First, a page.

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Donna Karan and her colleagues have implemented a collection of programs to empower children, promote well-being and preserve cultures worldwide
Courtesy Urban Zen Foundation
Fashion made designer Donna Karan famous, but these days, she’s just as passionate about philanthropy. Five years after launching the nonprofit Urban Zen Foundation, Karan and her colleagues have implemented an impressive collection of programs to empower children, promote well-being and preserve cultures worldwide.

“The past is culture. The present is health care. And the future is education,” she says. “It’s mind, body and spirit. For me, that’s really what Urban Zen is all about.”

Helping residents of Haiti recover from the devastating 2010 earthquake is one priority for the foundation and for Karan, whose spring 2012 line featured patterns inspired by the country’s artists. She sees great promise in the island’s cultural community and aims to strengthen local economies by creating vocational opportunities and connecting craftspeople with new customers — including customers at Urban Zen stores in New York, Los Angeles and Sag Harbor, N.Y., where proceeds from apparel and home decor sales support the foundation.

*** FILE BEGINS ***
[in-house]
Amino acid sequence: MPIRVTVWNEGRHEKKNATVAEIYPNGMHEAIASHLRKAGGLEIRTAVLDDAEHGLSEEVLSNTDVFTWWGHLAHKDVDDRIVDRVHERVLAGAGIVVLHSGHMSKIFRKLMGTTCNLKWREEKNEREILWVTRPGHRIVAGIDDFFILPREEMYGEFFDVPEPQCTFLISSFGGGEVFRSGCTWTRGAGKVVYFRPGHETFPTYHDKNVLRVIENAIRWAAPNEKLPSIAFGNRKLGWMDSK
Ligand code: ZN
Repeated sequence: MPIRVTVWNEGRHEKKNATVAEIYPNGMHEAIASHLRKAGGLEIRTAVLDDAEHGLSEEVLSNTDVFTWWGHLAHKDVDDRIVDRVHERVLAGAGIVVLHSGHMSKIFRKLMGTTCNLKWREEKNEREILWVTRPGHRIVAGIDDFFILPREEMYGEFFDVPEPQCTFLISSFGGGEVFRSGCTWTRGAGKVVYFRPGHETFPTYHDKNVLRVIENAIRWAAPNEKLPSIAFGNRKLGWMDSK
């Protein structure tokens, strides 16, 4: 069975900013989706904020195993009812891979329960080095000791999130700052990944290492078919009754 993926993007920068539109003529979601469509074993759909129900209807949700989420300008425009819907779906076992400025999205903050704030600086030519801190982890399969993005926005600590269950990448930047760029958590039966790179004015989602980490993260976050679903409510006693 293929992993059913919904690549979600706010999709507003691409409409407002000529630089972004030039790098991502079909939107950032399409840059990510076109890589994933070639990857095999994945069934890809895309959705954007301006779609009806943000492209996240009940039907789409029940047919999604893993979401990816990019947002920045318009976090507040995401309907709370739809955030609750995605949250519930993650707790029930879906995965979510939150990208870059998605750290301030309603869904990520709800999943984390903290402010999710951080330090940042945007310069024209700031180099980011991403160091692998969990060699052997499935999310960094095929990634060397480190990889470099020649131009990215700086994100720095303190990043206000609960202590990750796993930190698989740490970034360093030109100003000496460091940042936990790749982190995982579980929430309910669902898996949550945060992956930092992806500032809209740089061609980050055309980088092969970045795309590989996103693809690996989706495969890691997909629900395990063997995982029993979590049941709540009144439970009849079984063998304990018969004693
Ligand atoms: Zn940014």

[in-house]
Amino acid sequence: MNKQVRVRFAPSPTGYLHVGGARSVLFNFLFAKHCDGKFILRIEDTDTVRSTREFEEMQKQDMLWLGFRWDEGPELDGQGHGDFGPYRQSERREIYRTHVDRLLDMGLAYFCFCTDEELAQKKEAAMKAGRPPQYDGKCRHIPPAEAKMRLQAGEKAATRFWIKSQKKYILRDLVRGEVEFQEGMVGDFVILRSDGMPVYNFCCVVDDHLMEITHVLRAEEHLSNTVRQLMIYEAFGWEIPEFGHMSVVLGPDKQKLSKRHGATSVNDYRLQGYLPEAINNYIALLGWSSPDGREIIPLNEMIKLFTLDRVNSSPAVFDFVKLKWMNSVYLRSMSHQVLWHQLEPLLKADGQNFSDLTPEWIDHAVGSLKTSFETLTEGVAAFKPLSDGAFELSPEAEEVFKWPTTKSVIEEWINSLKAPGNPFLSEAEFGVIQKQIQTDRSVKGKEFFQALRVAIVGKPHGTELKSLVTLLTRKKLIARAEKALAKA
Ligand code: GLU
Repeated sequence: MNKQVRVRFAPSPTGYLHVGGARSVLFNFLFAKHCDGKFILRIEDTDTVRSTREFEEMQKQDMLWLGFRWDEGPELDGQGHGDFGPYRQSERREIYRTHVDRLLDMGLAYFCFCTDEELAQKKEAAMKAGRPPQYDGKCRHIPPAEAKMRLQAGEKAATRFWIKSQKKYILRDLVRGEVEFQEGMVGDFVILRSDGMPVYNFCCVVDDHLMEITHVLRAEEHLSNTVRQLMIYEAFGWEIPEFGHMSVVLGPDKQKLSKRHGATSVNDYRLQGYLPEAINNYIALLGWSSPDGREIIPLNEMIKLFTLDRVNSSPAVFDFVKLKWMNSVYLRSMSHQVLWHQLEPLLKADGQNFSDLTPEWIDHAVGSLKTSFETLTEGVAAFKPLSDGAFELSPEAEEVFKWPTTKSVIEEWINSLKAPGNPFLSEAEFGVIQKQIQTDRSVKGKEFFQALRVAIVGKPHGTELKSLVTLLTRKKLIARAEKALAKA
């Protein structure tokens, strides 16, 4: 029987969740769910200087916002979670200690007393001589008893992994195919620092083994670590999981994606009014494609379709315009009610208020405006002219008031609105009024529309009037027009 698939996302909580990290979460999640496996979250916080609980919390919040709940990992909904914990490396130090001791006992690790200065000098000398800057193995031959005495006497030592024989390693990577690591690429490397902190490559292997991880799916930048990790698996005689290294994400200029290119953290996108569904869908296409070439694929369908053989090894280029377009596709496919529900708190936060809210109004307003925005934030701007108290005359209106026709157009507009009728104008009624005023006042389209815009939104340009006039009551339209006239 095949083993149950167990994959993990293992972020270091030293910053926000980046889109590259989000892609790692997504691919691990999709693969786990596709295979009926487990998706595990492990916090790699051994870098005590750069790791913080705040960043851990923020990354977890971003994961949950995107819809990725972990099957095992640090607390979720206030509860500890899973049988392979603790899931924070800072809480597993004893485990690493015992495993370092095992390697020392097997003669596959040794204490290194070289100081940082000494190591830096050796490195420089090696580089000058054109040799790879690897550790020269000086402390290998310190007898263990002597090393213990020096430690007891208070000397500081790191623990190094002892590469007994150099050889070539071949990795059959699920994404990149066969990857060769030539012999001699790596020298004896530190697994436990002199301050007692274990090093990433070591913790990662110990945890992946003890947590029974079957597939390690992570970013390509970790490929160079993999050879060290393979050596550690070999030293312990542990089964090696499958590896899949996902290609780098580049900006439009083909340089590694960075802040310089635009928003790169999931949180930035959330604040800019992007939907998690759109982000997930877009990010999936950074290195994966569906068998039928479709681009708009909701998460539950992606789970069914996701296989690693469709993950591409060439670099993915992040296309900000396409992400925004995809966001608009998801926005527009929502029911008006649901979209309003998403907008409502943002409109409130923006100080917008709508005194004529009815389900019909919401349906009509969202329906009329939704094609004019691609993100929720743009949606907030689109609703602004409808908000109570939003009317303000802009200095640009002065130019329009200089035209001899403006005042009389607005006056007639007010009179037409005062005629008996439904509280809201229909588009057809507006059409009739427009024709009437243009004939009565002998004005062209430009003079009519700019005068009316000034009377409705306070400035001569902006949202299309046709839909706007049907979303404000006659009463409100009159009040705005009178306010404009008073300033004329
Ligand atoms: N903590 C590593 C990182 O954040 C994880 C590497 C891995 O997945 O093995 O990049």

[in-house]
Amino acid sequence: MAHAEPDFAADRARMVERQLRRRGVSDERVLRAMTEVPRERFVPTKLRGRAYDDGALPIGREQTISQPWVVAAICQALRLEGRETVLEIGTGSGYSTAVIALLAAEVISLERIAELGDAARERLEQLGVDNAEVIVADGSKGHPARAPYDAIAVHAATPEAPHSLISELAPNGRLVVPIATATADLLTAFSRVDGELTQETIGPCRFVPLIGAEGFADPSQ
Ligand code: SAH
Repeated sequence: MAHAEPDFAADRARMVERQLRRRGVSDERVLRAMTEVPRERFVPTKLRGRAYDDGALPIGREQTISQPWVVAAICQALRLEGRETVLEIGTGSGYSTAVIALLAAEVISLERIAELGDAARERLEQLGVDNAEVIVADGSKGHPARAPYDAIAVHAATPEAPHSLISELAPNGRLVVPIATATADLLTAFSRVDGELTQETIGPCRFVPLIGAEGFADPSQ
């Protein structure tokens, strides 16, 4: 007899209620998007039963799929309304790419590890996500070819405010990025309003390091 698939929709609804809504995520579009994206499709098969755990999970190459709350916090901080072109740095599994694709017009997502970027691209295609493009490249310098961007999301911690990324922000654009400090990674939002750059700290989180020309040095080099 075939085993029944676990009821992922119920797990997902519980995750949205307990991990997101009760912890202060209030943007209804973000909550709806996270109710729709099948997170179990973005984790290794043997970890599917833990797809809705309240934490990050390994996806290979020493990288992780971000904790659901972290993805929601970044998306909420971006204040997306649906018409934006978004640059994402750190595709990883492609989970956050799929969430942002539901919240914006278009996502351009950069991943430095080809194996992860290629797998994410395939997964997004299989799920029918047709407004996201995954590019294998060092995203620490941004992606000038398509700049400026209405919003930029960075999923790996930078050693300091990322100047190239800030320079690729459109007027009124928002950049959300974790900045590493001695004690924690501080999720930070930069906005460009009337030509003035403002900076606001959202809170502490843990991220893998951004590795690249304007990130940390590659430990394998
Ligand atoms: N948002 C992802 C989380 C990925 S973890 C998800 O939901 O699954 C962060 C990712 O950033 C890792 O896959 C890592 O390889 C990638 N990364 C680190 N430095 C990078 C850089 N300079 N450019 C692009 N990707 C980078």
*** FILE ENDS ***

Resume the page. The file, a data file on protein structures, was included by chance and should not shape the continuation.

“The culture is the real soul and spirit of Haiti. I think that’s why it’s survived the way it has,” Karan says.

Graduates of the Urban Zen Integrative Therapy Program, a course that seeks to change the health-care paradigm by integrating such practices as yoga, meditation and other alternative options with traditional health sciences, are also in Haiti to serve pediatric patients at St. Damien Hospital in Port-au-Prince. Karan became an advocate for holistic treatments more than a decade ago, as her husband, sculptor Stephan Weiss, battled lung cancer. Since his death, she’s teamed up with Beth Israel Medical Center in New York and several other programs to introduce integrative therapies to patients and practitioners.

“The opportunity is about health care,” Karan says. “Where can we find the care in health?”

Karan’s latest project, a book showcasing her late husband’s art, is due out this fall.

“If it weren’t for my husband, I couldn’t be the person I am today,” she says. “The book shows the full collection of his work, the legacy of Urban Zen and how he inspired me to do the work that I do.”